Forgiveness really has nothing to do with whether or not a person gets away with something. Everyone will answer to God for their actions; God is the Judge of all. We are the judges on no one, and God is very particular on that point. If we seek to judge others, we will be required to answer to God for our sin. In some instances, the person who has wronged us may have consequences with the law of society, and your forgiveness doesn’t get anyone out of that consequence either. What factors are really behind this misconception? Here are some possibilities you might consider:
Pride, revenge, jealousy, resentment, anger, rage, control issues, embarrassment and the like. Jesus taught us that we are not to judge others, lest we be judged. Don’t these kinds of feeling really just seek to justify our appointing ourselves to take God’s place and hand down our own judgments and punishments to those who have wronged us? Certainly this is offensive to God.
The role of feelings and emotions
In most cases, our feelings and emotions don’t help us to make the right choices when we have been wronged. In such cases anger, outrage and hurt are normal and sensible reactions, but as experience teaches us, these fade with the passing of time, and we begin to heal. We may not always be ready to forgive a wrong at the moment of its occurrence, but within a reasonable time frame, we come to the place where we can make the choice to forgive, and we should do so. If you consider our opening verses from Galatians, I think this point should be clear, after all, does unforgiveness belong in the category of acts of the flesh, or as one of the fruits of the Spirit? Again, fully healing is a process and may take time, but it is sped up considerably after we make the choice to forgive.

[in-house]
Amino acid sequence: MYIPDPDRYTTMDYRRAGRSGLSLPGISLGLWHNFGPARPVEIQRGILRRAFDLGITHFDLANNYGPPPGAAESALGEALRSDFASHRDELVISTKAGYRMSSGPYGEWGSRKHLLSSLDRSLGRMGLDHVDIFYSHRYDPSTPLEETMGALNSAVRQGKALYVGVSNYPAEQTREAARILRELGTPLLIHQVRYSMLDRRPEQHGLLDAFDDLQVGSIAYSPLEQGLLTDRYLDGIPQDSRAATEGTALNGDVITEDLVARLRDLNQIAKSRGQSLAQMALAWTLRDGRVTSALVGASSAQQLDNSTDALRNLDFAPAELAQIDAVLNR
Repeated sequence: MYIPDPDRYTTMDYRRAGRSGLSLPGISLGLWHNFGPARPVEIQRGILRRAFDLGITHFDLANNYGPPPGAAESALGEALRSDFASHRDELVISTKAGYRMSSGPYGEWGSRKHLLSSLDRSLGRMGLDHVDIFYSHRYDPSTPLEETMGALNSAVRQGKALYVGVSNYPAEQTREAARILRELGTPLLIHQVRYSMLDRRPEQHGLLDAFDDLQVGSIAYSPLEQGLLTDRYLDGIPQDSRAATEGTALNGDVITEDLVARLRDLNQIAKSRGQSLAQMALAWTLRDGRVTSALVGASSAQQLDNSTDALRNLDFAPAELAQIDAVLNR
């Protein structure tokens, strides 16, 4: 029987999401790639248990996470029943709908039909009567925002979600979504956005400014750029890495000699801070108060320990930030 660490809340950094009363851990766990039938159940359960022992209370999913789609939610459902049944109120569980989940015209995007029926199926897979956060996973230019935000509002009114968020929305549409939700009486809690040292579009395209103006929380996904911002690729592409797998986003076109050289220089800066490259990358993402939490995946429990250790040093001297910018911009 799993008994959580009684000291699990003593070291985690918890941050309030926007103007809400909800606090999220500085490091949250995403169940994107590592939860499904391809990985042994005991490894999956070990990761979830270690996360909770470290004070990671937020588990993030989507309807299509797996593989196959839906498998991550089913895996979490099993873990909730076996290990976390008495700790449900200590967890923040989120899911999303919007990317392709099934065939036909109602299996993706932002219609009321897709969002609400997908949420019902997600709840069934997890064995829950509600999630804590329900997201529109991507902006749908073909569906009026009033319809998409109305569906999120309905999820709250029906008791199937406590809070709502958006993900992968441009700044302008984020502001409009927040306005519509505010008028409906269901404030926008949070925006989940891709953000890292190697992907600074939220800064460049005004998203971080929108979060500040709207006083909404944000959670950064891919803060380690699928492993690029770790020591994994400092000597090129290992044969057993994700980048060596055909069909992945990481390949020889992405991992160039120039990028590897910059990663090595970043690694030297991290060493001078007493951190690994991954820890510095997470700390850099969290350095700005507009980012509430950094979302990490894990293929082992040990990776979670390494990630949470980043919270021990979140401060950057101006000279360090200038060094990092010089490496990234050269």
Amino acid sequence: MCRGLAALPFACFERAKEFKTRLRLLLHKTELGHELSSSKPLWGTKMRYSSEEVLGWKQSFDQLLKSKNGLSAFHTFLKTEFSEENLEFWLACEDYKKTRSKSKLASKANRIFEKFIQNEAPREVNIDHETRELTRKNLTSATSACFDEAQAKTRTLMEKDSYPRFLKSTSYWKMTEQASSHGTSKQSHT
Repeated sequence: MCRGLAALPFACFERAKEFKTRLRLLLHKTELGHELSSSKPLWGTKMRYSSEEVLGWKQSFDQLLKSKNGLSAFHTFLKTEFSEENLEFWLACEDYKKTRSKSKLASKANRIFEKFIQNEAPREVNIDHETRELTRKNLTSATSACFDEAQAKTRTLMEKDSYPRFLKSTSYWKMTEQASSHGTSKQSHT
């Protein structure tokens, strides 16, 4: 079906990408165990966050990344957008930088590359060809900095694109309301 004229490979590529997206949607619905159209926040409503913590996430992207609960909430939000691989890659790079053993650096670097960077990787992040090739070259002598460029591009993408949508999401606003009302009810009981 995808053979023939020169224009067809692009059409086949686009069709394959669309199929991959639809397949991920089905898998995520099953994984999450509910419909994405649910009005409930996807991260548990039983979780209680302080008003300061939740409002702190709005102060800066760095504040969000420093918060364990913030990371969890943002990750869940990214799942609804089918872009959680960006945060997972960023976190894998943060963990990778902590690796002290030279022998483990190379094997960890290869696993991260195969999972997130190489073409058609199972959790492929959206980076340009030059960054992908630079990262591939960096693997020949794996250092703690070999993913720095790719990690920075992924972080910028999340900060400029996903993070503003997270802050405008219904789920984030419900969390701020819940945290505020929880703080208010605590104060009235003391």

“Hold on a minute, what if the person doesn’t ask for forgiveness?”
“If your brother or sister [sins against you, rebuke them; and if they repent, forgive them. Even if they sin against you seven times in a day and seven times come back to you saying ‘I repent,’ you must forgive them.”
The apostles said to the Lord, “Increase our faith!” Luke 17:4-5
Some might quote this verse as “proof” that they needn’t forgive if there is no repentance… and even to justify “letting them have it.” Unfortunately they would have a contextual problem, however. In Luke’s account, this falls into a section on the duty of a servant, you might find the full context of interest: Luke 17:1-10. I think you’ll discover that Jesus didn’t give you an “out” He gave you a command involving maximum humility. Matthew writes on the same question in Matthew 18:21-33 and follows with the parable of the unfaithful servant, the bottom line of which is forgive or you won’t be forgiven.